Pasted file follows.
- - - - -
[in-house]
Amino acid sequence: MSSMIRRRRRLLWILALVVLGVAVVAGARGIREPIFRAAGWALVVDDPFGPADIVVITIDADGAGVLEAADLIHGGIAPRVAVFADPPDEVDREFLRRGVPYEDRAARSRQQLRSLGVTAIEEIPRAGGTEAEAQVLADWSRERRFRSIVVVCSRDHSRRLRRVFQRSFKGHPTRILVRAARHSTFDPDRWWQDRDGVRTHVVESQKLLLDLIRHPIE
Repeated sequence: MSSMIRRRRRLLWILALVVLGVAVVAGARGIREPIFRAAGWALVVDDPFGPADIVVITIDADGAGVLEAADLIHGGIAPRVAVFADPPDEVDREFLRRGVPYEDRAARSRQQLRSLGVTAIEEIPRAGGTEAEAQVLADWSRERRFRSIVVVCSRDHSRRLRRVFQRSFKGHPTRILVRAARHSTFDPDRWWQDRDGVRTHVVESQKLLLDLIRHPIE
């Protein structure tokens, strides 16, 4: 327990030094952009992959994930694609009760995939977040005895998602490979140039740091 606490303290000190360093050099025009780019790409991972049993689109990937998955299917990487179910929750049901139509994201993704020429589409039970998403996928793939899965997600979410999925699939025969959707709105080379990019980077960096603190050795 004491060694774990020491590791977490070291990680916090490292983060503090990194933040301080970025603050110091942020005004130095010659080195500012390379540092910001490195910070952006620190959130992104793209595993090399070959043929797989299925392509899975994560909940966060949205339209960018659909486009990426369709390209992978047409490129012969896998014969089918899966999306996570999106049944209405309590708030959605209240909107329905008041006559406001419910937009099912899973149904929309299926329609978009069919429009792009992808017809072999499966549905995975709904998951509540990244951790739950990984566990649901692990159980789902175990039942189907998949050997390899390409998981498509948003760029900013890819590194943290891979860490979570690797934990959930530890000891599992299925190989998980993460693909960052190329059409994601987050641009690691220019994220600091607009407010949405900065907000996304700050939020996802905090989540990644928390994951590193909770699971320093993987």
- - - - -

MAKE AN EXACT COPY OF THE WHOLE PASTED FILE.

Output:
[in-house]
Amino acid sequence: MSSMIRRRRRLLWILALVVLGVAVVAGARGIREPIFRAAGWALVVDDPFGPADIVVITIDADGAGVLEAADLIHGGIAPRVAVFADPPDEVDREFLRRGVPYEDRAARSRQQLRSLGVTAIEEIPRAGGTEAEAQVLADWSRERRFRSIVVVCSRDHSRRLRRVFQRSFKGHPTRILVRAARHSTFDPDRWWQDRDGVRTHVVESQKLLLDLIRHPIE
Repeated sequence: MSSMIRRRRRLLWILALVVLGVAVVAGARGIREPIFRAAGWALVVDDPFGPADIVVITIDADGAGVLEAADLIHGGIAPRVAVFADPPDEVDREFLRRGVPYEDRAARSRQQLRSLGVTAIEEIPRAGGTEAEAQVLADWSRERRFRSIVVVCSRDHSRRLRRVFQRSFKGHPTRILVRAARHSTFDPDRWWQDRDGVRTHVVESQKLLLDLIRHPIE
């Protein structure tokens, strides 16, 4: 327990030094952009992959994930694609009760995939977040005895998602490979140039740091 606490303290000190360093050099025009780019790409991972049993689109990937998955299917990487179910929750049901139509994201993704020429589409039970998403996928793939899965997600979410999925699939025969959707709105080379990019980077960096603190050795 004491060694774990020491590791977490070291990680916090490292983060503090990194933040301080970025603050110091942020005004130095010659080195500012390379540092910001490195910070952006620190959130992104793209595993090399070959043929797989299925392509899975994560909940966060949205339209960018659909486009990426369709390209992978047409490129012969896998014969089918899966999306996570999106049944209405309590708030959605209240909107329905008041006559406001419910937009099912899973149904929309299926329609978009069919429009792009992808017809072999499966549905995975709904998951509540990244951790739950990984566990649901692990159980789902175990039942189907998949050997390899390409998981498509948003760029900013890819590194943290891979860490979570690797934990959930530890000891599992299925190989998980993460693909960052190329059409994601987050641009690691220019994220600091607009407010949405900065907000996304700050939020996802905090989540990644928390994951590193909770699971320093993987």